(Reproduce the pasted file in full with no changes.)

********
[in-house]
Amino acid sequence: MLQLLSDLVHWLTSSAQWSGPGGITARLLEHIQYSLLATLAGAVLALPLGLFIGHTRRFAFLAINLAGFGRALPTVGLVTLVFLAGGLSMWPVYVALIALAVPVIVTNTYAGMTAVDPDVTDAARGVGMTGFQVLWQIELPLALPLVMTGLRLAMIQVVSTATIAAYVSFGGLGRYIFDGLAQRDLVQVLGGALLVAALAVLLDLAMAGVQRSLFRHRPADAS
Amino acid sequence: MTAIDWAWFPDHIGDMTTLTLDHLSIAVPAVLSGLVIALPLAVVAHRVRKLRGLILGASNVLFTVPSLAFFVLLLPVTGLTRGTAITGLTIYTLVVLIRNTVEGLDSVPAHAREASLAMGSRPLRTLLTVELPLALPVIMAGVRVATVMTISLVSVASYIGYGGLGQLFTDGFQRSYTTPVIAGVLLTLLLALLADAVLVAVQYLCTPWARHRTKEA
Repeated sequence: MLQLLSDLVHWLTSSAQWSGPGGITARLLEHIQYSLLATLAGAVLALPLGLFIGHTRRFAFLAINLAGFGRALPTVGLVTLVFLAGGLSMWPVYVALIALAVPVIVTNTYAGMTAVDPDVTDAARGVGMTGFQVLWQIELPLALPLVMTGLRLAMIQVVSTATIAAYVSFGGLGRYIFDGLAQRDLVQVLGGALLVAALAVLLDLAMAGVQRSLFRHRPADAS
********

[in-house]
Amino acid sequence: MLQLLSDLVHWLTSSAQWSGPGGITARLLEHIQYSLLATLAGAVLALPLGLFIGHTRRFAFLAINLAGFGRALPTVGLVTLVFLAGGLSMWPVYVALIALAVPVIVTNTYAGMTAVDPDVTDAARGVGMTGFQVLWQIELPLALPLVMTGLRLAMIQVVSTATIAAYVSFGGLGRYIFDGLAQRDLVQVLGGALLVAALAVLLDLAMAGVQRSLFRHRPADAS
Amino acid sequence: MTAIDWAWFPDHIGDMTTLTLDHLSIAVPAVLSGLVIALPLAVVAHRVRKLRGLILGASNVLFTVPSLAFFVLLLPVTGLTRGTAITGLTIYTLVVLIRNTVEGLDSVPAHAREASLAMGSRPLRTLLTVELPLALPVIMAGVRVATVMTISLVSVASYIGYGGLGQLFTDGFQRSYTTPVIAGVLLTLLLALLADAVLVAVQYLCTPWARHRTKEA
Repeated sequence: MLQLLSDLVHWLTSSAQWSGPGGITARLLEHIQYSLLATLAGAVLALPLGLFIGHTRRFAFLAINLAGFGRALPTVGLVTLVFLAGGLSMWPVYVALIALAVPVIVTNTYAGMTAVDPDVTDAARGVGMTGFQVLWQIELPLALPLVMTGLRLAMIQVVSTATIAAYVSFGGLGRYIFDGLAQRDLVQVLGGALLVAALAVLLDLAMAGVQRSLFRHRPADAS